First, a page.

Sars’s efforts to increase cross-border transfer pricing certainty welcomed


The introduction of an advance pricing agreement (APA) programme in South Africa for cross-border transactions, is widely considered a “giant step” in the right direction, although there are some reservations about key aspects of the programme.

Transfer pricing disputes have been on the rise, resulting in large additional assessments where tax authorities have questioned the transfer pricing methodology used in international transactions.

Read: South Africa gets its first transfer pricing guide

Multinational companies entering large cross-border transactions prefer to have an APA in place for large transactions in order to avoid disputes, audits, additional assessments or even double taxation.

Tax certainty

The main objectives of an APA programme are to ensure transparency, to create tax certainty, and to avoid or eliminate costly and time-consuming transfer pricing audits and tax disputes.

Corneli Espost, director at PwC, says tax certainty remains a key consideration for companies when they invest in a particular country.

A country with an APA programme gives assurance to the investor that their tax affairs will be dealt with efficiently and by well-trained professionals.

There has been some reluctance on the part of the South African Revenue Service (Sars) to introduce an APA programme. However, at the end of 2020 it did release an APA discussion paper.

Towards the end of last year, it published a proposed model and draft legislation for implementation, says April Nicholson, associate director at Graphene Economics.

The implementation date is yet to be confirmed.

Read: The growing concerns around cross-border transfer pricing in Africa

During a panel discussion at a South African Institute of Taxation transfer pricing summit, Nicholson said the Organisation for Economic Cooperation and Development (OECD) released its manual on bilateral advance pricing agreements in September.

“It is intended to give guidance to tax authorities and taxpayers to streamline their bilateral APAs to increase transparency and collaboration.”

The OECD’s in-depth investigation into the efficacy of bilateral APAs resulted in the manual with 29 best practices, says Philip Fouche, associate director at Deloitte. “This is a great opportunity for Sars to link in with international best practice.”

Pilot phase

South Africa will start with a pilot programme that will focus on bilateral APAs (negotiations between Sars and one foreign tax authority), before rolling out the programme to cover unilateral (between the taxpayer and tax authority) and multilateral (between more than two tax authorities) agreements.

The process entails a pre-application consultation which takes place within 60 days of Sars receiving a request for an APA.

Sars must notify the taxpayer within 90 days whether they can proceed to lodge an APA. The APA must be lodged within 60 days. Time is allowed for a revision or withdrawal of the agreement.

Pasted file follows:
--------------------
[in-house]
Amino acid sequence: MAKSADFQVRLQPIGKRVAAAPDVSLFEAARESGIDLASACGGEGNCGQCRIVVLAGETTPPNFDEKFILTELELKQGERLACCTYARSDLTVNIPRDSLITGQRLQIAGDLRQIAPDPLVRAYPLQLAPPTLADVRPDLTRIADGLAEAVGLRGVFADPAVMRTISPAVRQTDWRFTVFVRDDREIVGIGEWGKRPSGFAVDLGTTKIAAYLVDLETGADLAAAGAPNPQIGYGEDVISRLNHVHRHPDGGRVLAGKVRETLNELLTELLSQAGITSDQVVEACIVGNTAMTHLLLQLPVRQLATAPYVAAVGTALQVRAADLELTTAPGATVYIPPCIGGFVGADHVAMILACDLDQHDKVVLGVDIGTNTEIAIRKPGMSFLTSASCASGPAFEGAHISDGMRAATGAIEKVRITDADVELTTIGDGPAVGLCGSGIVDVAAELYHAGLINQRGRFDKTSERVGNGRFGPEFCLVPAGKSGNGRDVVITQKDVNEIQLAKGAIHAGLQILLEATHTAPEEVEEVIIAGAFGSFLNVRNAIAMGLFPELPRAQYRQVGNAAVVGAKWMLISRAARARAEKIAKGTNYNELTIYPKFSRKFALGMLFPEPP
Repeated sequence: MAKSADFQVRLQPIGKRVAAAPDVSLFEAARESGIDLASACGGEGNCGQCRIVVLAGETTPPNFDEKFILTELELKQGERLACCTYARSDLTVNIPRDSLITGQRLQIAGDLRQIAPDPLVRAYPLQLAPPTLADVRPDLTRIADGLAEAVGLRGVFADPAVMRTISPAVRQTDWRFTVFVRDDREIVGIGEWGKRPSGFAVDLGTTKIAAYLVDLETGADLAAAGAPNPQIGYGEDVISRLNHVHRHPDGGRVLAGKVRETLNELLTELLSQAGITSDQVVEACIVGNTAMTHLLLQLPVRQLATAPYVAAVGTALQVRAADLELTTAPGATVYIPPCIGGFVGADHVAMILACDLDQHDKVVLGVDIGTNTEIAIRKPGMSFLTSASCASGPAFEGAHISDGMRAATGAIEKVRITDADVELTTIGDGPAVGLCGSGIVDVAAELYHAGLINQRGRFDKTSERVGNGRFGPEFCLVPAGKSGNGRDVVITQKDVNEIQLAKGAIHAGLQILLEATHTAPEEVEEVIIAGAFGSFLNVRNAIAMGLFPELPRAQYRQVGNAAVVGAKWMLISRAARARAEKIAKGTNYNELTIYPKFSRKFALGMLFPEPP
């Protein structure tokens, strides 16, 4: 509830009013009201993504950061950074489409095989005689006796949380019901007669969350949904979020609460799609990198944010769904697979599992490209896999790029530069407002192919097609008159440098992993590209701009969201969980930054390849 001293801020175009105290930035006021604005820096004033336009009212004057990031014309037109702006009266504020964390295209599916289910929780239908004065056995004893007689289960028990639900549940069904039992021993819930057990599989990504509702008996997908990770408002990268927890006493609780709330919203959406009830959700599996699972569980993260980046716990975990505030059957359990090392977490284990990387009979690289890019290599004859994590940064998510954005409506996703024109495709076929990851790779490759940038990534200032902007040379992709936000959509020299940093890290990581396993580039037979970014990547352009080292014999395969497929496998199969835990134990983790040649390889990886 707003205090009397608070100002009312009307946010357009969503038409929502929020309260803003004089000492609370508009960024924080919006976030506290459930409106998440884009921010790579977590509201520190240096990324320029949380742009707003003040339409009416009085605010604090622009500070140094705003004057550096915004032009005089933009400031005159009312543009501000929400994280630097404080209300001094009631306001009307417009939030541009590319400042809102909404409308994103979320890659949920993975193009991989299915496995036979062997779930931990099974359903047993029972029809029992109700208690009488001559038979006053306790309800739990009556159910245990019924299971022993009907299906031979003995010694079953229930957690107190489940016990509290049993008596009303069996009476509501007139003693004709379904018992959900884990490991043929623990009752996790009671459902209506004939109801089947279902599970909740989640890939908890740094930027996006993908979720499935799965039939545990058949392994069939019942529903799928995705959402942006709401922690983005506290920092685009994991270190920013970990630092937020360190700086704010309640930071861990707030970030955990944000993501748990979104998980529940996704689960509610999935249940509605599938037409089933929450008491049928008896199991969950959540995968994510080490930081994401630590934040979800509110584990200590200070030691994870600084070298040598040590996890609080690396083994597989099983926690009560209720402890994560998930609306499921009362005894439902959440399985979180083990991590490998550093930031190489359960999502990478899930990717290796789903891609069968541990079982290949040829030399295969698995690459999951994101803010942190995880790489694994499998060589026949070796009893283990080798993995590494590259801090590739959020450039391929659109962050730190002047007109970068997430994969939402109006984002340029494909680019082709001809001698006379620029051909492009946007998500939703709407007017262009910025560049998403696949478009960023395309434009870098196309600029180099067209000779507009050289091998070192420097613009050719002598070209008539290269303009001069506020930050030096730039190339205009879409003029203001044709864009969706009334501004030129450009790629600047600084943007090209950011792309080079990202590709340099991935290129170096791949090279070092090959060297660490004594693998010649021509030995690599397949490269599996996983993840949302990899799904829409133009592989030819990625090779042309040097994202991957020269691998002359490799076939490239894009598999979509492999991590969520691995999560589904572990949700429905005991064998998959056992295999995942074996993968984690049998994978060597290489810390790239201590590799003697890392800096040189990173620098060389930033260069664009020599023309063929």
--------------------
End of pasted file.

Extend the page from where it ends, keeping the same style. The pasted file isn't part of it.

Once there is an agreement the applicant can accept, reject or suggest (apparently limited) changes.

This must be done within 60 days after receiving the agreement. Once it is signed by all the parties it becomes effective and is generally valid for five years.

Espost is concerned about the tight timelines for taxpayers to gather the necessary information to complete their applications. Sars can reject an application if, in its view, it does not meet the prescribed requirements.


Lack of resources

A major challenge for successful implementation is the current lack of resources to deal with an APA programme on a larger scale.

Sars does not have enough people with transfer pricing expertise.

Espost believes the challenges can be overcome by limiting the number of cases allowed into the programme and to ensure cases that are complex in nature and would, without an APA, result in an audit and even end up in a mutual agreement procedure (the procedure that allows tax authorities to resolve international tax disputes) are included.

There are merits in having APAs, says Kananelo Lethena, senior transfer pricing manager at Deloitte. However, he is not overly excited.

“I think I will only get excited if the starting point was unilateral APAs. Once you start talking bilateral APAs I am less confident that it will happen any time soon,” says Lethena.

Carryn Alexander, tax partner at Webber Wentzel, says other African countries have already adopted enabling legislation for APAs, but implementation seems to be the problem.

In South Africa it may take three to four years before our programme is in place.

She attributes implementation challenges to the lack of bargaining power of African countries compared with developed countries, as well as the lack of appropriate skills and expertise. “I just think we should get going and do it.”

She also has some reservations about APAs as much as she believes they would reduce or even eliminate regulatory uncertainty for taxpayers and the tax authority.

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